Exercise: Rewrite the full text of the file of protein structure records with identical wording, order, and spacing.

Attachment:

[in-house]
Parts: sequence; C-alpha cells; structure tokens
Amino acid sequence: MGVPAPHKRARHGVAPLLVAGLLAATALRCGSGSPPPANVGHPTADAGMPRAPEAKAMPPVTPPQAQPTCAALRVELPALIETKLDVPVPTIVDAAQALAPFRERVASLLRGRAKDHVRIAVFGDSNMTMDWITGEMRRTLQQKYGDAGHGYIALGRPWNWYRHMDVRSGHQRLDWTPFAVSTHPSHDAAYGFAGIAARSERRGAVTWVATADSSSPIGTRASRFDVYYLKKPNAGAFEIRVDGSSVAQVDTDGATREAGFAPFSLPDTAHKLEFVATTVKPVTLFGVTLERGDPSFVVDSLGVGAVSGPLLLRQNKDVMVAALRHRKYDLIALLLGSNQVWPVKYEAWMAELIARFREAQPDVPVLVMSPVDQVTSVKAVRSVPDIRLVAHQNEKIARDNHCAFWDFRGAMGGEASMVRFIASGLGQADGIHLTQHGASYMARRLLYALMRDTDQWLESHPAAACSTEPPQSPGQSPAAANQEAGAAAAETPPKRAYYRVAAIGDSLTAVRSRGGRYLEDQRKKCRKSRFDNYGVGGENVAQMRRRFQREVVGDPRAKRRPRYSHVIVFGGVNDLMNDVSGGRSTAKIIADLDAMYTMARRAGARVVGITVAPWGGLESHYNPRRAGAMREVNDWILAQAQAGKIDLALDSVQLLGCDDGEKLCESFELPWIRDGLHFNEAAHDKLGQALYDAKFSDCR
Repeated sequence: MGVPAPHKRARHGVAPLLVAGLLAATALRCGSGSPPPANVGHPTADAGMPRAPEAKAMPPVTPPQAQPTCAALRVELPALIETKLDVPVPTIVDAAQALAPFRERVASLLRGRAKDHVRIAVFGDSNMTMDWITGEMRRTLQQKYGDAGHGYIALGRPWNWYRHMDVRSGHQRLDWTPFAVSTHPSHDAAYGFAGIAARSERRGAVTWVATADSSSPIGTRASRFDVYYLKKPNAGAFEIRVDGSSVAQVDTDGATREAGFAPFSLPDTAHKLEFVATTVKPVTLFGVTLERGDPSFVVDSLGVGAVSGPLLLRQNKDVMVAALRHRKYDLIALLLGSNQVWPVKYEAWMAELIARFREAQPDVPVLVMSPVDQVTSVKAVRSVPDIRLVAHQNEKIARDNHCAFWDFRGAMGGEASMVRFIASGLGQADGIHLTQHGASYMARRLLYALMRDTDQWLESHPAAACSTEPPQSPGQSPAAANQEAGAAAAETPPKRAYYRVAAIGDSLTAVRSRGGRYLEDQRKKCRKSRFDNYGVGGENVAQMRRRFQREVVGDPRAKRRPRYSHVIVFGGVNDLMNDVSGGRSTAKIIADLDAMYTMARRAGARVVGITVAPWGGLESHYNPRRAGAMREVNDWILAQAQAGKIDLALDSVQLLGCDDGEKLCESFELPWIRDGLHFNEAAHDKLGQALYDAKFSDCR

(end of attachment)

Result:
[in-house]
Parts: sequence; C-alpha cells; structure tokens
Amino acid sequence: MGVPAPHKRARHGVAPLLVAGLLAATALRCGSGSPPPANVGHPTADAGMPRAPEAKAMPPVTPPQAQPTCAALRVELPALIETKLDVPVPTIVDAAQALAPFRERVASLLRGRAKDHVRIAVFGDSNMTMDWITGEMRRTLQQKYGDAGHGYIALGRPWNWYRHMDVRSGHQRLDWTPFAVSTHPSHDAAYGFAGIAARSERRGAVTWVATADSSSPIGTRASRFDVYYLKKPNAGAFEIRVDGSSVAQVDTDGATREAGFAPFSLPDTAHKLEFVATTVKPVTLFGVTLERGDPSFVVDSLGVGAVSGPLLLRQNKDVMVAALRHRKYDLIALLLGSNQVWPVKYEAWMAELIARFREAQPDVPVLVMSPVDQVTSVKAVRSVPDIRLVAHQNEKIARDNHCAFWDFRGAMGGEASMVRFIASGLGQADGIHLTQHGASYMARRLLYALMRDTDQWLESHPAAACSTEPPQSPGQSPAAANQEAGAAAAETPPKRAYYRVAAIGDSLTAVRSRGGRYLEDQRKKCRKSRFDNYGVGGENVAQMRRRFQREVVGDPRAKRRPRYSHVIVFGGVNDLMNDVSGGRSTAKIIADLDAMYTMARRAGARVVGITVAPWGGLESHYNPRRAGAMREVNDWILAQAQAGKIDLALDSVQLLGCDDGEKLCESFELPWIRDGLHFNEAAHDKLGQALYDAKFSDCR
Repeated sequence: MGVPAPHKRARHGVAPLLVAGLLAATALRCGSGSPPPANVGHPTADAGMPRAPEAKAMPPVTPPQAQPTCAALRVELPALIETKLDVPVPTIVDAAQALAPFRERVASLLRGRAKDHVRIAVFGDSNMTMDWITGEMRRTLQQKYGDAGHGYIALGRPWNWYRHMDVRSGHQRLDWTPFAVSTHPSHDAAYGFAGIAARSERRGAVTWVATADSSSPIGTRASRFDVYYLKKPNAGAFEIRVDGSSVAQVDTDGATREAGFAPFSLPDTAHKLEFVATTVKPVTLFGVTLERGDPSFVVDSLGVGAVSGPLLLRQNKDVMVAALRHRKYDLIALLLGSNQVWPVKYEAWMAELIARFREAQPDVPVLVMSPVDQVTSVKAVRSVPDIRLVAHQNEKIARDNHCAFWDFRGAMGGEASMVRFIASGLGQADGIHLTQHGASYMARRLLYALMRDTDQWLESHPAAACSTEPPQSPGQSPAAANQEAGAAAAETPPKRAYYRVAAIGDSLTAVRSRGGRYLEDQRKKCRKSRFDNYGVGGENVAQMRRRFQREVVGDPRAKRRPRYSHVIVFGGVNDLMNDVSGGRSTAKIIADLDAMYTMARRAGARVVGITVAPWGGLESHYNPRRAGAMREVNDWILAQAQAGKIDLALDSVQLLGCDDGEKLCESFELPWIRDGLHFNEAAHDKLGQALYDAKFSDCR